Combined Oral Contraceptives (COCs)

  • Contain estrogen and progestogen that inhibit ovulation and fertility through action on the hypothalamo-pituitary axis
    • Prevent proliferation of the endometrium
  • Used in 21-day treatment cycle followed by 7 days’ rest where breakdown and loss of endometrium occur
    • Regulate and reduce bleeding, also decrease breast pain and dysmenorrhea
  • A study showed that COCs (Ethinyl estradiol and Levonorgestrel) reduced menstrual bleeding by 43%
  • Most cost-effective approach in the 1st year of treatment for women with HMB with no pathological cause
  • Not suitable for smoking women >35 years old and women with risk factors for cardiovascular (CV) disease
  • High-dose estrogen may be used initially to treat HMB then transitioned within a few days to standard estrogen-progestin contraceptive pills  
  • Estrogen-progestin preparations may be given continuously for prevention of recurrent HMB 

Oral Progestogens

  • Eg Norethisterone, Medroxyprogesterone
  • Prevent proliferation of the endometrium  
  • Use for 7-10 days during the luteal phase of the menstrual cycle showed no effect on menstrual bleeding
    • May reduce menstrual bleeding for up to 83% after long-term use 
  • A progestin, eg Megestrol acetate, can be given to prevent recurrent HMB 
  • A case series showed premenopausal women with symptomatic uterine fibroids had an improvement in AUB with 6 months of depot Medroxyprogesterone acetate therapy
  • Option for women who cannot tolerate estrogen-containing therapy or if estrogen is contraindicated

Gonadotropin-Releasing Hormone Analogue (GnRH-a)

  • Induces reversible hypogonadism secondary to deficient production of follicle stimulating hormone or luteinizing hormone (FSH or LH) that causes poor follicular development and estrogen production, anovulation, lack of progesterone production and amenorrhea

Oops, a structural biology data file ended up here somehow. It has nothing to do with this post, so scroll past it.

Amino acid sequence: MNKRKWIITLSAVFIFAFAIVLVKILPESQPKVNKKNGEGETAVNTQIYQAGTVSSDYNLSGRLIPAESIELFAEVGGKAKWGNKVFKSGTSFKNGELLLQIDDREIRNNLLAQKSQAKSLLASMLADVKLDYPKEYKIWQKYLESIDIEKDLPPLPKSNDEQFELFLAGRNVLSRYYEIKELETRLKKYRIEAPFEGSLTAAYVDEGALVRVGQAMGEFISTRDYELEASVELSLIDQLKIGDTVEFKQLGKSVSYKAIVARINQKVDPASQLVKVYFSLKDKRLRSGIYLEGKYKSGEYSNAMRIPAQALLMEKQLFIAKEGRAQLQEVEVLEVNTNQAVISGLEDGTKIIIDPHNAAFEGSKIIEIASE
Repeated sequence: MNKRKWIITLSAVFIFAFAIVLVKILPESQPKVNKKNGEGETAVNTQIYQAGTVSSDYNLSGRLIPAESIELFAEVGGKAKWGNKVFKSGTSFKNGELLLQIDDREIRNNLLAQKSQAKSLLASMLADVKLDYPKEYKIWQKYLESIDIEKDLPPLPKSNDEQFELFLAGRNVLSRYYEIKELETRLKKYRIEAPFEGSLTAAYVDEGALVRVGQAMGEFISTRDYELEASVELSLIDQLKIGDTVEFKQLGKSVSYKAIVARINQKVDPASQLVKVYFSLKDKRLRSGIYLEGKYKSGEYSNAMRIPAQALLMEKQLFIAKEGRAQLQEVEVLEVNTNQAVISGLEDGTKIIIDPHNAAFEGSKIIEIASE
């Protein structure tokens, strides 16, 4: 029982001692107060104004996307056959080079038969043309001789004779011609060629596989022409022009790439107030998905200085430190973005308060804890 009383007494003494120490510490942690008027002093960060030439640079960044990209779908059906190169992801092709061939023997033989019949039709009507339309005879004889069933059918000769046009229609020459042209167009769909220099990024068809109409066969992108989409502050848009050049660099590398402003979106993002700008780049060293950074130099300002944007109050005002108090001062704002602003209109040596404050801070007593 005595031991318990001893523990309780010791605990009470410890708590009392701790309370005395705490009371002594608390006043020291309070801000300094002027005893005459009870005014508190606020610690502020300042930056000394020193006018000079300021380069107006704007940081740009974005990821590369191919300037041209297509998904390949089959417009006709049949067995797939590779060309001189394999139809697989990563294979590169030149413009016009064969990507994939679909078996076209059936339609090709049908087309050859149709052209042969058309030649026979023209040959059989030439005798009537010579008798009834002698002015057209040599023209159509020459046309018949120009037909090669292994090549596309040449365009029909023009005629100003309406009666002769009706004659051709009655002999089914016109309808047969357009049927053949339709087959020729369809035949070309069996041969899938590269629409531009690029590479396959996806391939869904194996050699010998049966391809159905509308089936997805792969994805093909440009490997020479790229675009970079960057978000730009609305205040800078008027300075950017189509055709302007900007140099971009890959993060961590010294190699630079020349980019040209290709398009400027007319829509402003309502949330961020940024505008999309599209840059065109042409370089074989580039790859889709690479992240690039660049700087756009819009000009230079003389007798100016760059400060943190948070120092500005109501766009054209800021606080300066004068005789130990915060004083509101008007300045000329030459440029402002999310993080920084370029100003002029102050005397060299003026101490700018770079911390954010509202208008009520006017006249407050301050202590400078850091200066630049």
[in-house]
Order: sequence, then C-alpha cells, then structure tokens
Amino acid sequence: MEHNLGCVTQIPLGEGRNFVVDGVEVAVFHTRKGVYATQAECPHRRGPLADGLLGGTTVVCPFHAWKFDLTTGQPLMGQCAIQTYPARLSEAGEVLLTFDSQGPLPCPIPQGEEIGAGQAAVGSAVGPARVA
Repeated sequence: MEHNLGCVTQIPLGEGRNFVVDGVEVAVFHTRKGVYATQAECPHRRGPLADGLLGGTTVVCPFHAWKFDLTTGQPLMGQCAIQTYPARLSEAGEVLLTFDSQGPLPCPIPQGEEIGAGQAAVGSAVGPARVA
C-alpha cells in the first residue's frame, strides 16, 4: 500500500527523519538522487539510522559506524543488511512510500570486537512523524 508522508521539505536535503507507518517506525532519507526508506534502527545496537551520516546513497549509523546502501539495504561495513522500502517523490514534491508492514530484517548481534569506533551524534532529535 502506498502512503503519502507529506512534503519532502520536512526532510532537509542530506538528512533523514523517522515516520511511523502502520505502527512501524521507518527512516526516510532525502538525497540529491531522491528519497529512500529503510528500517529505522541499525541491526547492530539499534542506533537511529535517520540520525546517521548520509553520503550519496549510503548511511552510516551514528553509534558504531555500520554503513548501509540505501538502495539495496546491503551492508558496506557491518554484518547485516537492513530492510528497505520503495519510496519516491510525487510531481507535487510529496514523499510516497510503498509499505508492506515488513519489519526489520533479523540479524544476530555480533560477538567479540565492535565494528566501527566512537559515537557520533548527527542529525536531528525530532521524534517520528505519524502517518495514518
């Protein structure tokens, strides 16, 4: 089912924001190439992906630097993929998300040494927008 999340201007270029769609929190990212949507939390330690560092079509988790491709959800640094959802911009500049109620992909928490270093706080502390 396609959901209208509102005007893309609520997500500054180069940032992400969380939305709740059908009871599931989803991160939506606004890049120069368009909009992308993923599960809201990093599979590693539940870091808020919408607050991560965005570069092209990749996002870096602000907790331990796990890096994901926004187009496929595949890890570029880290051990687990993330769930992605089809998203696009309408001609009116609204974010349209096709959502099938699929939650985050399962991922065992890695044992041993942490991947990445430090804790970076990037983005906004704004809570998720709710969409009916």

• Reduces menstrual blood loss in the form of amenorrhea
    • When treatment is discontinued, effects are not maintained
  • May be given to patients with uterine fibroids prior to undergoing surgery, or when surgery or uterine artery embolization (UAE) is contraindicated
    • Causes reduction in fibroids’ size making surgery easier
    • May be given to patients with enlarged or distorted uterus secondary to uterine fibroids 3-4 months prior to hysterectomy or myomectomy
  • Associated with significant adverse effects (eg perimenopausal symptoms, headache, nausea), which prevent long-term use
    • Hormone replacement add-back therapy may be given to prevent undesirable effects or if GnRH use is >6 months

Ulipristal acetate

  • Used for preoperative management of women with moderate to severe symptoms of uterine fibroids
    • Has established efficacy in the management of HMB due to fibroids with reduction of fibroid size prior to surgery
  • Patients with HMB may be offered up to 4 courses (20 months) of Ulipristal acetate if with fibroids of ≥3 cm in diameter and hemoglobin level of ≤102 g/L
  • Benign and reversible changes occur in the endometrial tissue with use of Ulipristal acetate  
  • Data showed Ulipristal acetate is non-inferior to GnRH agonist with less menopausal side effects 
  • Monitor liver function tests (LFTs) before and during treatment; discontinue if with signs and symptoms of liver failure


  • Synthetic androgenic steroid with anti-estrogen and antiprogestogen activity
  • Has antiproliferative effect on the endometrium and inhibitory effect on the production of gonadotropins by the pituitary gland causing anovulation 
  • Reduces menstrual bleeding by 50%
  • Associated with significant androgenic adverse effects
    • Not routinely given for the treatment of HMB

Summary of Therapeutic Effects of Drugs Used in Heavy Menstrual Bleeding (HMB)
Drugs Effects
Reduction in Blood Loss Contraception Dysmenorrhea Fertility
Tranexamic acid 58% No No No
NSAIDs 25% No Yes No
LNG-IUS 95% after 6 months Yes No No
COCs 43% Yes Yes No
Oral Progestogens 83% in long-term Yes No No
GnRH-a amenorrhea No No No
Ulipristal acetate  amenorrhea  Yes1  No  No
1Emergency contraceptive